Baseball Analysts: When you're standing on the mound, what's the most challenging part of pitching?
Phillippe Aumont: That's a good question. The hardest thing to do is to not think. You need to be clear in your head. You need to stay focused and not think about your mechanics or think about getting your fastball over and stuff like that. You want to have nothing, nothing, nothing in your head. The second you have something and you start to think about other things you'll start throwing balls, balls in the dirt, wild pitches, then they get a hit and you'll start to be mad. That's a hard thing to do - not think - but if you can do it, you can be successful.
Baseball Analysts: Do you have a preference where you would like to be drafted? Do you want to go in the top five or the top 10, or does that matter?
Phillippe Aumont: For me, it doesn't matter where I go. Baseball is baseball for me. Every team plays baseball, every team has coaches. The biggest difference, I think, is the uniform. But I would like to go to Washington.
Baseball Analysts: You'd like to be picked by the Washington Nationals?
Phillippe Aumont: Yeah, I'd like to go there. I don't know why.
Baseball Analysts: Are they one of the teams that have shown a lot of interest in you?
Phillippe Aumont: I don't know, really... Some teams do their jobs behind the scenes and you don't see them. They don't talk to you or to anybody and you don't know they're there. And some of the teams are right in front of you.
Baseball Analysts: Have you had any private workouts with teams?
Phillippe Aumont: Yeah, I did twice. One with Cleveland and one with the New York Yankees.
Baseball Analysts: Was that exciting?
Phillippe Aumont: Yeah, it was nice. You can visit and see how everything works. You see the fields and there are players everywhere.
Baseball Analysts: Do you have any plans for draft day?
Phillippe Aumont: We have two options. We could go to Orlando or we can stay in Gatineau [Quebec, Canada] and have a big party and celebrate with friends and family.
Baseball Analysts: Are you leaning towards one in particular?
Phillippe Aumont: For now, I haven't been invited to Florida. Nobody has yet, not even David Price. I don't know why it's late like that... I'm waiting but I expect to be here. It's more fun when you're with your family. But if I go to Florida, I'll be with my adviser [Dan Lawson], my girlfriend and my tutor.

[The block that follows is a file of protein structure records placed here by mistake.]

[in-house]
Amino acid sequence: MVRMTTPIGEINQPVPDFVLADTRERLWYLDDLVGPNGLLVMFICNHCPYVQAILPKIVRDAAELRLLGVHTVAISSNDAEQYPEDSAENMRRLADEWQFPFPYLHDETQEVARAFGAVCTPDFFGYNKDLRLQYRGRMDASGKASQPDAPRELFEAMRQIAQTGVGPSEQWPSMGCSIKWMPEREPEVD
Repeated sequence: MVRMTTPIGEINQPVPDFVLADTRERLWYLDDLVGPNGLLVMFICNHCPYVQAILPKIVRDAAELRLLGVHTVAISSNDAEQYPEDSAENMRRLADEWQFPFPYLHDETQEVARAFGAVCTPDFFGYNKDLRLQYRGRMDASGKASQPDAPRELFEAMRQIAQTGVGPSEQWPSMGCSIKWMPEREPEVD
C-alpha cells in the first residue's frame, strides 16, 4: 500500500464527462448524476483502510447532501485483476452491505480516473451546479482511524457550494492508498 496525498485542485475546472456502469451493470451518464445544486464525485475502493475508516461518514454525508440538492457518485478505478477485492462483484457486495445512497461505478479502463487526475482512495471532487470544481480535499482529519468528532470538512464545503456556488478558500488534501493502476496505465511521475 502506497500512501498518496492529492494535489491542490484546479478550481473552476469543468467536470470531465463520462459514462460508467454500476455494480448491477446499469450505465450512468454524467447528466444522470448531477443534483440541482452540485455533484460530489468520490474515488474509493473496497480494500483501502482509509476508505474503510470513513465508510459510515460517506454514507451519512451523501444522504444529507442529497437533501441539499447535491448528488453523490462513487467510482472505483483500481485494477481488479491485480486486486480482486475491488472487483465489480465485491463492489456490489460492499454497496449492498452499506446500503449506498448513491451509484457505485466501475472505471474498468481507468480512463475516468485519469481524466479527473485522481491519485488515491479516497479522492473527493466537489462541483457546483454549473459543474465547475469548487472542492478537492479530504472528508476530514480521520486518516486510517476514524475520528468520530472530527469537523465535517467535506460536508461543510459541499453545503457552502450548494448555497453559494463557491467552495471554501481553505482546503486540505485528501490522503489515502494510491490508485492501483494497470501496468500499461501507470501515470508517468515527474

Baseball Analysts: Have you had a chance to see any of the other high school pitchers expected to go early in the draft?
Phillippe Aumont: Yeah, I played with Rick Porcello, Matt Harvey; I played with - well he's not a pitcher - Josh Vitters. All those high schools guys are in the top 10 or 15. Jarrod Parker was another one. I saw them in the East Coast Showcase, in the Cape Cod [High School Classic] and the World Junior Championship.
Baseball Analysts: How do you feel you compare with some of those other high school pitchers?
Phillippe Aumont: Well, now I don't know. Last year I was comfortable to be there. I wasn't embarrassed because I was performing and they were performing well too. We were all on the same level. It's been a year and things change.
Baseball Analysts: What goals do you have long-term in professional baseball?
Phillippe Aumont: It's not something I'm really thinking about now. For sure I want to be drafted as high as possible and I want to play in the big leagues, for sure. But I want to go step by step and be ready for the next level. I don't want to go places when I'm not ready. For me, there is no rush.
Baseball Analysts: What do you think is going to be the most challenging part about playing professional baseball full-time?
Phillippe Aumont: Just the routine. It's hard taking the bus, being away from home and staying at the hotel. I'm tall and I don't fit in the bus very comfortably.
Baseball Analysts: Thank you very much for your time.
Phillippe Aumont: No problem.
Baseball Analysts: Best of luck with the draft.
Phillippe Aumont: Thank you.
A special thank you to Dan Lawson, Bob Elliott and Jim Callis for their assistance in arranging this interview.